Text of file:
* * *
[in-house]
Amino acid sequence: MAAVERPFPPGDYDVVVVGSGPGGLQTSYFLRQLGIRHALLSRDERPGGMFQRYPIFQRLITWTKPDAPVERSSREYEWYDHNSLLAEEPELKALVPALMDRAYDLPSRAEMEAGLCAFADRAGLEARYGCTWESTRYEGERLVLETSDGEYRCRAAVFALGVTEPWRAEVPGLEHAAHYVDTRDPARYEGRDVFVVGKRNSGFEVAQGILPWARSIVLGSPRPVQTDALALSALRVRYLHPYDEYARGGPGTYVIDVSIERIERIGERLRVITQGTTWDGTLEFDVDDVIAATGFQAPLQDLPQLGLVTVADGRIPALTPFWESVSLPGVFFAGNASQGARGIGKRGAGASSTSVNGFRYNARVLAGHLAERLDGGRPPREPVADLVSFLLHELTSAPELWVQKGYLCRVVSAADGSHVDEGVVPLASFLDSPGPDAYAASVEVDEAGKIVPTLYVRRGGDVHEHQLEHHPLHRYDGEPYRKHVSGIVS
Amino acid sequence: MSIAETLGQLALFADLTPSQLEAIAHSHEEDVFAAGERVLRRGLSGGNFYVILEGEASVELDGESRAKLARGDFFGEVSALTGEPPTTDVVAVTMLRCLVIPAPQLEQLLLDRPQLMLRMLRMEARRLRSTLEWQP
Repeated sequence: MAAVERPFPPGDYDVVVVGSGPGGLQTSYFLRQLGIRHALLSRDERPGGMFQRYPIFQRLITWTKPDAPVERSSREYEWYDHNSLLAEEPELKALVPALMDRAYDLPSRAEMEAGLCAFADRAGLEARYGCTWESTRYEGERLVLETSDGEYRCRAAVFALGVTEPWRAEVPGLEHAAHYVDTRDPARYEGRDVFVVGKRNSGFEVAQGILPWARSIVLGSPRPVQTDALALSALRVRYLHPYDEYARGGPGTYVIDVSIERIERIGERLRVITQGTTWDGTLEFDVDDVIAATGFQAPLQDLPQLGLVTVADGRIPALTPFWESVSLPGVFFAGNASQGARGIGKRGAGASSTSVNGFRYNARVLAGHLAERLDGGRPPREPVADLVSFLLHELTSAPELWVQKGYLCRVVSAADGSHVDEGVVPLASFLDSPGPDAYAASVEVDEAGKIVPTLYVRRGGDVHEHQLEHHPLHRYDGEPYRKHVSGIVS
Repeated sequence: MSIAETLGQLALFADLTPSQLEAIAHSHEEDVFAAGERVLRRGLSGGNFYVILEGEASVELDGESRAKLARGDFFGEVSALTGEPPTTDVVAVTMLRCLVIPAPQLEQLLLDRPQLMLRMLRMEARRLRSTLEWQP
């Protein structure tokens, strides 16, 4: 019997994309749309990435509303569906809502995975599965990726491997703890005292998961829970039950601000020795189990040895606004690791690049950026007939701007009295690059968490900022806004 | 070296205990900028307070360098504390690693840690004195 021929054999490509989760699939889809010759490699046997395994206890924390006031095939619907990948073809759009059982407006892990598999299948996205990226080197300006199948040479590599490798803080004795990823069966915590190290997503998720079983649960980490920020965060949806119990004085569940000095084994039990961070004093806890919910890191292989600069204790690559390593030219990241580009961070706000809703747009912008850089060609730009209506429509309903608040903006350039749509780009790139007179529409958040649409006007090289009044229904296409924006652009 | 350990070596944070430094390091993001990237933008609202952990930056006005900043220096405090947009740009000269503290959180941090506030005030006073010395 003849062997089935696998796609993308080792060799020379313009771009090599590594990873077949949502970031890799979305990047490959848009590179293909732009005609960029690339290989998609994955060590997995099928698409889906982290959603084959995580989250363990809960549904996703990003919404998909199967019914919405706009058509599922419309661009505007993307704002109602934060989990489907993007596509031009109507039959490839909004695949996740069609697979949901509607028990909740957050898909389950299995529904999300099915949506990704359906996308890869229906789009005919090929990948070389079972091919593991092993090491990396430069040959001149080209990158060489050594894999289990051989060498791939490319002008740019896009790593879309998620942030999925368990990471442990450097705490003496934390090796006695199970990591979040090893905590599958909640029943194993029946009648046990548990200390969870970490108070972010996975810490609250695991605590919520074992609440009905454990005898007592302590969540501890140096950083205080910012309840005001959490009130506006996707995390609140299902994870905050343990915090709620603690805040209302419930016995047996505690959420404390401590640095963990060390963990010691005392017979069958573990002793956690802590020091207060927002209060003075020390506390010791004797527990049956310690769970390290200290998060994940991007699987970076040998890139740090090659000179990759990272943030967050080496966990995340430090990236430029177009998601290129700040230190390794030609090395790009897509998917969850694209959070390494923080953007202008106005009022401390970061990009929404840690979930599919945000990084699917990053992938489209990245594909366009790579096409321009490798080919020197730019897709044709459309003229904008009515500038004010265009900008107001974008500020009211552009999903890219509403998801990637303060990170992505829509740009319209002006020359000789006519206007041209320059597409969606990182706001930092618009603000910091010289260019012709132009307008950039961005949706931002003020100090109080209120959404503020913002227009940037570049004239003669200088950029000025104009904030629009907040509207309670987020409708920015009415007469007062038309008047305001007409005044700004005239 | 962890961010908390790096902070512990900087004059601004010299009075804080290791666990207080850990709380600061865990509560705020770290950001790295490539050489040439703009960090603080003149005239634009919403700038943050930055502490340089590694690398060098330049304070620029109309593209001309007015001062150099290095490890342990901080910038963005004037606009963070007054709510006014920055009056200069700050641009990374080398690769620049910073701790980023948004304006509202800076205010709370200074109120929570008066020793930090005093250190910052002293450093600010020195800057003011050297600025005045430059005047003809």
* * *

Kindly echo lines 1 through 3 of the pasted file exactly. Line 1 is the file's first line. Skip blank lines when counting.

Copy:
[in-house]
Amino acid sequence: MAAVERPFPPGDYDVVVVGSGPGGLQTSYFLRQLGIRHALLSRDERPGGMFQRYPIFQRLITWTKPDAPVERSSREYEWYDHNSLLAEEPELKALVPALMDRAYDLPSRAEMEAGLCAFADRAGLEARYGCTWESTRYEGERLVLETSDGEYRCRAAVFALGVTEPWRAEVPGLEHAAHYVDTRDPARYEGRDVFVVGKRNSGFEVAQGILPWARSIVLGSPRPVQTDALALSALRVRYLHPYDEYARGGPGTYVIDVSIERIERIGERLRVITQGTTWDGTLEFDVDDVIAATGFQAPLQDLPQLGLVTVADGRIPALTPFWESVSLPGVFFAGNASQGARGIGKRGAGASSTSVNGFRYNARVLAGHLAERLDGGRPPREPVADLVSFLLHELTSAPELWVQKGYLCRVVSAADGSHVDEGVVPLASFLDSPGPDAYAASVEVDEAGKIVPTLYVRRGGDVHEHQLEHHPLHRYDGEPYRKHVSGIVS
Amino acid sequence: MSIAETLGQLALFADLTPSQLEAIAHSHEEDVFAAGERVLRRGLSGGNFYVILEGEASVELDGESRAKLARGDFFGEVSALTGEPPTTDVVAVTMLRCLVIPAPQLEQLLLDRPQLMLRMLRMEARRLRSTLEWQP